99
    Thanks for the answers. From what I read on a another forum is that 777 is "as safe as the script running on the server". So if the scripts are not well coded, they could use the vulnerabilities. But since I've been using mambo I must say it seems rather safe to me. Most directories that you have to give 777 permissions are directories where site visitors upload images. So If someone get into that directory I don't see the problem. (there are no files, configurations etc only images).

    Also I don't believe that everyone using Mambo is asking his/her host to make changes win the apache group. So it should work without making these changes.
    http://www.MKEweb.com
    The Netherlands

  11. #11
    Join Date
    May 2005
    Location
    Bohemia, NY
    Posts
    61
    Originally posted by ZapX Technologies
    755 will work if PHPSuExec is enabled. We thought about enabling it, but, I'm afraid of scripts it might break.
    It's better to work these problems out now rather than when you have more customers to conceivably break. The longer you wait to resolve a technical issue as a growing service provider, the more difficult you're going to make it on yourself. My company has been down this road plenty of times. Just grit your teeth and do what needs to be done.

    Regarding this particular issue, think of it this way: is it more trouble sending out a notice to your customer that some security settings have been changed on the server and that they should notify you if anything goes wrong, or to have some fourteen-year-old kid with a stolen credit card upload a 1k script that overwrites every world-writable file on your servers because you trusted in the fact that nobody would do anything malicious while your server is wide open? There is absolutely no good reason not to be using suexec for all scripts running on your shared servers.

  12. #12
    Join Date
    Oct 2003
    Location
    Chattanooga
    Posts
    8,985
    Tomer,

    That was very well written, I enjoyed their writing style.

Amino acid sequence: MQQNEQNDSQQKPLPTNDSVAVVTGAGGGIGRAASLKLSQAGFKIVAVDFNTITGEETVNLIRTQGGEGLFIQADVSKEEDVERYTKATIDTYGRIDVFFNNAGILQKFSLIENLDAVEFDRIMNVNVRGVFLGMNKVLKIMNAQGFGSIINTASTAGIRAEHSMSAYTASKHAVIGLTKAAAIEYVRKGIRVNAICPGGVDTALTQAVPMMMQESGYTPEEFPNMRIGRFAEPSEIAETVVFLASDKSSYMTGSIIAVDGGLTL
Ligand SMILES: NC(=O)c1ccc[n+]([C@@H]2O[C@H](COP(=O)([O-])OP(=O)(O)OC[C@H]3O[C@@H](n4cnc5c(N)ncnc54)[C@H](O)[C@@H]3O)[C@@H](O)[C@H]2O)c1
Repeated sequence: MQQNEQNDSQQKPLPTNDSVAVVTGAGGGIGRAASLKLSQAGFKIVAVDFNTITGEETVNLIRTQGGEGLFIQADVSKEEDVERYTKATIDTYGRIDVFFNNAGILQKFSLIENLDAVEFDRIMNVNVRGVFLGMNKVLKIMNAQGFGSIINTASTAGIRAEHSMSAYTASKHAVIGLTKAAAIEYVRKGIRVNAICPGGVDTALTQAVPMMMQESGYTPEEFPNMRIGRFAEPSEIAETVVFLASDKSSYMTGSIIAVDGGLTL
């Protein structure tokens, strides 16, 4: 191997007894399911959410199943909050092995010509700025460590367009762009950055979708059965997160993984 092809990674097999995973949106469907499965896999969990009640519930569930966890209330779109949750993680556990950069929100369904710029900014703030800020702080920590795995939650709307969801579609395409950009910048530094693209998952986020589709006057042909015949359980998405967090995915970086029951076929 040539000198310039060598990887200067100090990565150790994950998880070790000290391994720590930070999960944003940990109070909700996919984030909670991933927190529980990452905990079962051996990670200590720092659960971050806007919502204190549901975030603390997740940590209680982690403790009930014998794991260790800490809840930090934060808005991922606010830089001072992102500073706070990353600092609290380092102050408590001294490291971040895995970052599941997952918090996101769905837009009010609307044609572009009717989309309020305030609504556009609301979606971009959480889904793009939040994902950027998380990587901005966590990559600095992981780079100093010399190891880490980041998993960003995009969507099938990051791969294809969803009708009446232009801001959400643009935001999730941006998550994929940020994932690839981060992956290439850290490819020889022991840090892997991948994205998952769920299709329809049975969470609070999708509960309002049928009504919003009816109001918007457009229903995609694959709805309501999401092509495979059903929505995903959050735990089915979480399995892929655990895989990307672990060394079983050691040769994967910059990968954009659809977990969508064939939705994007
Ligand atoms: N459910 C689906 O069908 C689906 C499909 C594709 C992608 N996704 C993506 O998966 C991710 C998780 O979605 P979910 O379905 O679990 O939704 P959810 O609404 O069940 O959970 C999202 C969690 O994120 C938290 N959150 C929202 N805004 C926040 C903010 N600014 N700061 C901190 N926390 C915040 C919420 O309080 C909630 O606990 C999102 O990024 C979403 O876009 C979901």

David
    Web hosting by Fused For businesses with more important things to do than worry about their hosting.

  13. #13
    Join Date
    Apr 2005
    Location
    Sweden
    Posts
    241
    Adding the apache user (be it "apache", "httpd", "www" or whatever) to their group would work, but isn't really recommended. Its a little messy. and with many standard kernels and utils a user can only be a member of 32 groups (at least in 2.4 this was the case, dont know now), so if you do this you'll run into trouble a little down the road anyways.

    Look at suphp or similar, thats a good way to get a more secure php environment (i know suphp has its own security implications of course, but lets not go there in this thread ). If this is done right it wont break many scripts at all. The most common problem is that some scripts are world or group writable which suphp doesn't allow. Finding these and fixing them in advance isn't too hard.

  14. #14
    Join Date
    Apr 2000
    Location
    California
    Posts
    3,051
    To be clear, the "server" and "all web sites" would not be vulnerable. Any files or directories that would allow world to access them to modify or delete them would be at risk, but that's about it. Anyway, as others have stated, suexec for scripts (PHP as CGI) is the more secure solution, by either implementing your own hack to the code (be sure you know what you're doing if you try this), or using some alternative such as suphp. There are other advantages to this besides security that I won't bother getting in to, but there are also some (few) disadvantages, which are pretty trivial, depending on how it's implemented.